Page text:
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dab digital radio

DAB+ in the UK

James alerted me last night to a posting by Steve Green, reviewing Quentin Howard’s (president of WorldDMB) appearance on Working Lunch in his usual style.

I’ll start by concurring that my experiences of Steve are pretty much in-line with those James describes; personal attracks, vitriol and an overwhelming obsession on the issue of sound quality which appears sometimes to ignore facts and realities. So please bear that in mind.

I’m not going to comment on Quentin’s appearance. One appearance by one individual does not constitute the entire policy of the UK radio industry to DAB+.

Virtually everyone agrees on a few very salient and unarguable points:

  • DAB+ / aac+ is more spectrum efficient. That means more radio stations in the same space. (Steve and others seem to believe it will lead to a miraculous improvement in audio quality. The market will decide that, not a small, viciously vocal, minority).
  • There are at least 4m DAB radios in the UK that will not receive DAB+ broadcasts.
  • Nobody wants to disenfranchise consumers who have invested in DAB so far, or are likely to do so in the foreseable future.
  • No broadcaster wants to start a DAB+ station that either can’t be received because there are no capable receivers, or is at a significant disadvantage to their competitors because the relative market share is tiny.
  • Even if DAB+ capable radios start to enter the supply chain in Q3 this year, as Steve seems to think (and believe me, there’s a big time difference between a fabless silicon manufacturer saying designs will be ready in Q3 and radios appearing in retail), it will be many years before they account for even half the market, let alone the majority.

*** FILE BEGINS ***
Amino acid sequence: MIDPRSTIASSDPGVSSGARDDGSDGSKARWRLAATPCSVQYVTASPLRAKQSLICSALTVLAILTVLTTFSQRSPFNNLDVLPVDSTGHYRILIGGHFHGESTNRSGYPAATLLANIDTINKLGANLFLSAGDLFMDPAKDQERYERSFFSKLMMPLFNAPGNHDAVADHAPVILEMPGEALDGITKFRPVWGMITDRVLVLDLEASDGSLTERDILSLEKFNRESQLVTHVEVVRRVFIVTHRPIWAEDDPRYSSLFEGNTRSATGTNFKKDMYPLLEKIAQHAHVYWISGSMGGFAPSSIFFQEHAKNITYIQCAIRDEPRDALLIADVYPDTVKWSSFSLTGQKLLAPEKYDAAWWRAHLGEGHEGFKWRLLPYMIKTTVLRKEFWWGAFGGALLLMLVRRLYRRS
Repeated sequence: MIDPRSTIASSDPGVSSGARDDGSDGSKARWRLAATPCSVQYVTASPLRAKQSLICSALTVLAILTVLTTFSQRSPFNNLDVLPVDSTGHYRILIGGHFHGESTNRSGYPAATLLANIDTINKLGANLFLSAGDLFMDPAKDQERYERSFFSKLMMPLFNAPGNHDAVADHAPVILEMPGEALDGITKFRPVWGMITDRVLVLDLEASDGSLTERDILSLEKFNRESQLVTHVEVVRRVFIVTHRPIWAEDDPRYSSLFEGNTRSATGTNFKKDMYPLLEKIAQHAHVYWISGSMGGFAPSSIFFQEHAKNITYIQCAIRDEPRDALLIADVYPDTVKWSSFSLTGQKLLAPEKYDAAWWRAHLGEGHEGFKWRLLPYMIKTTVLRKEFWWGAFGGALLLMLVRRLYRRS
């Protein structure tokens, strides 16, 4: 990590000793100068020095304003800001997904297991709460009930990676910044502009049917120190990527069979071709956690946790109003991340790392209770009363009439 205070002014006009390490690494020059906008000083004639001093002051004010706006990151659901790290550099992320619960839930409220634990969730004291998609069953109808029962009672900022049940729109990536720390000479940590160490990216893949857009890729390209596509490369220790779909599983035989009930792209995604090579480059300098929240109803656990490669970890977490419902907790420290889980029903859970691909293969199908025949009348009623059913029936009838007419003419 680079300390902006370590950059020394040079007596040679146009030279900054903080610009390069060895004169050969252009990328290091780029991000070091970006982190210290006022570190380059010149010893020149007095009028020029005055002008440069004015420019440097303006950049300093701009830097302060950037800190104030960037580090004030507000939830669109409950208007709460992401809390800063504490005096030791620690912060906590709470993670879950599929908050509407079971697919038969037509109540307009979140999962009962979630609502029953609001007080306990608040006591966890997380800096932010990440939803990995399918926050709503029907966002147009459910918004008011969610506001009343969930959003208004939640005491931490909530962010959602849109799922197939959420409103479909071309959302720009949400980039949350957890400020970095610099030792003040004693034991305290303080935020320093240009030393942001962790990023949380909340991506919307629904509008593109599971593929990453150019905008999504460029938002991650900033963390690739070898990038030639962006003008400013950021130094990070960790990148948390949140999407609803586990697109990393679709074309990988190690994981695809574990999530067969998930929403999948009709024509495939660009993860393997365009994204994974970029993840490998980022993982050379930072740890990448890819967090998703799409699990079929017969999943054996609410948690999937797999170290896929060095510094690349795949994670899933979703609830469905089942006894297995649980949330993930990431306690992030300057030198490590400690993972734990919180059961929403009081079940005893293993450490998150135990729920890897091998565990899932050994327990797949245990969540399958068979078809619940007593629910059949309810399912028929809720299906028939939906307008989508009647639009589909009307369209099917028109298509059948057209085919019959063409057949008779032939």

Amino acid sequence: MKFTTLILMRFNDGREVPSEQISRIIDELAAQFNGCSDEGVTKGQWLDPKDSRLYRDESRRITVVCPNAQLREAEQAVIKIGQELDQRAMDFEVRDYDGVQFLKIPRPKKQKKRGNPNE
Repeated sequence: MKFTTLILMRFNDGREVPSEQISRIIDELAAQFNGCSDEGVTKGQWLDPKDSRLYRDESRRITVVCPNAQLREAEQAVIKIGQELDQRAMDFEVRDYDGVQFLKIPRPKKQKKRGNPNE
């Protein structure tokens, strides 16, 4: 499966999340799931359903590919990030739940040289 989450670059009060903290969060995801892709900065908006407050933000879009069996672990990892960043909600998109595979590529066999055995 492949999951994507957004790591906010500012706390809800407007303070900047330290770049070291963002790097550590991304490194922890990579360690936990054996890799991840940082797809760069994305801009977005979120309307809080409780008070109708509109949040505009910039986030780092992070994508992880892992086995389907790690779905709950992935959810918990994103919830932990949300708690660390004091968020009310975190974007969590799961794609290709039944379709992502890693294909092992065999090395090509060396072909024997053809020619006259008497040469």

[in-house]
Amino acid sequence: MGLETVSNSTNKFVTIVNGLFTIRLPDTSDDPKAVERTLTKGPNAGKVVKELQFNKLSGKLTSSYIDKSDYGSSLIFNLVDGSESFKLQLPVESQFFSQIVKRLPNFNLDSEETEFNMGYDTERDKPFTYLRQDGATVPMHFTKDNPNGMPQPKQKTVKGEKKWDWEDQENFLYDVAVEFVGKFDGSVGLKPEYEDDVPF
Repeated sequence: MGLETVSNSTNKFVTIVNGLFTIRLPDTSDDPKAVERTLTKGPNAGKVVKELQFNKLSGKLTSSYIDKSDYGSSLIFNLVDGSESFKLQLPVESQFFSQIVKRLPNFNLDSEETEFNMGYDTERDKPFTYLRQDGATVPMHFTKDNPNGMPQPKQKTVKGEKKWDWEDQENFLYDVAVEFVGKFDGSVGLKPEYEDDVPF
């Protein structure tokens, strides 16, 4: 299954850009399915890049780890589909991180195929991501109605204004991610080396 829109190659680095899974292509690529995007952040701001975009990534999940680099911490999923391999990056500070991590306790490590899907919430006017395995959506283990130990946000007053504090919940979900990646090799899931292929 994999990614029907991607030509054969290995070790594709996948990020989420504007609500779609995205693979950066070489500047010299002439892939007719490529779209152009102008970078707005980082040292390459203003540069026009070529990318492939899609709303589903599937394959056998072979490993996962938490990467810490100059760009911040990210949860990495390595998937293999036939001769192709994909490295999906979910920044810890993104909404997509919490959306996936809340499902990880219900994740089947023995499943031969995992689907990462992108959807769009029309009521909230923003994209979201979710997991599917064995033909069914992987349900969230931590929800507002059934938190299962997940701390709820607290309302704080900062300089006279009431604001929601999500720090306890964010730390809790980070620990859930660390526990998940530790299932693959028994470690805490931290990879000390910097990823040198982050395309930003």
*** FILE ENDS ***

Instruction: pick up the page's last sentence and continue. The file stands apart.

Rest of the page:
Interestingly, the problem of changing from an MPEG2 to MPEG4 technology is far more acute and immediate in DVB-T (Freeview) where Sky are planning unilaterally to ditch MPEG2 transmissions so they can squeeze more MEPG4 stations on (and probably some HD services) but make them subscription only. I suppose they’ll simply offer to swap people’s boxes out if they take out a “Sky Lite” subscription, which would make economic sense to them. (I’d guess a MPEG4 Freeview box would cost around $30 / £16 to Sky).

So why is nobody fretting and frothing at the mouth about what Sky want to do right now that will disenfrancise a whole load (7.5m?) of Freeview people? Maybe nobody who froths and foams has noticed yet?

James notes, entirely correctly, that you could start a DAB+ service now, but it would be clearly classed as a data service, and therefore would not be a Licensed Sound Service. Incidentally, you can run a subscription radio service under MPEG2 and it is still a radio service. But run a subscription service under MPEG4, and it’s data. Maybe somebody will do a Sky with DAB? Start a bunch of subscription radio services (I reckon you’d get 10 in 400kbit/s) and provide a free DAB+ receiver in return. But using subscriptions to subsidise hardware is, in my opinion, the road to ruin and not a good place to move the entire industry.

Incidentally, it’s worth bearing in mind that even if you improve the audio coding efficiency, you still use the same capacity for data services like DLS, Slideshow, Broadcast Website, EPG, TPEG. That isn’t going to go down, but probably will go up as people get used to a more multi-media experience.

One thing that can generally be said for OFCOM is that they are a pragmatic regulator. That’s good for an industry that’s having to move fast these days. I’m sure that when the market conditions are right, the industry will sit down with OFCOM and discuss the start of a transition to DAB+. But that will be a long time off.

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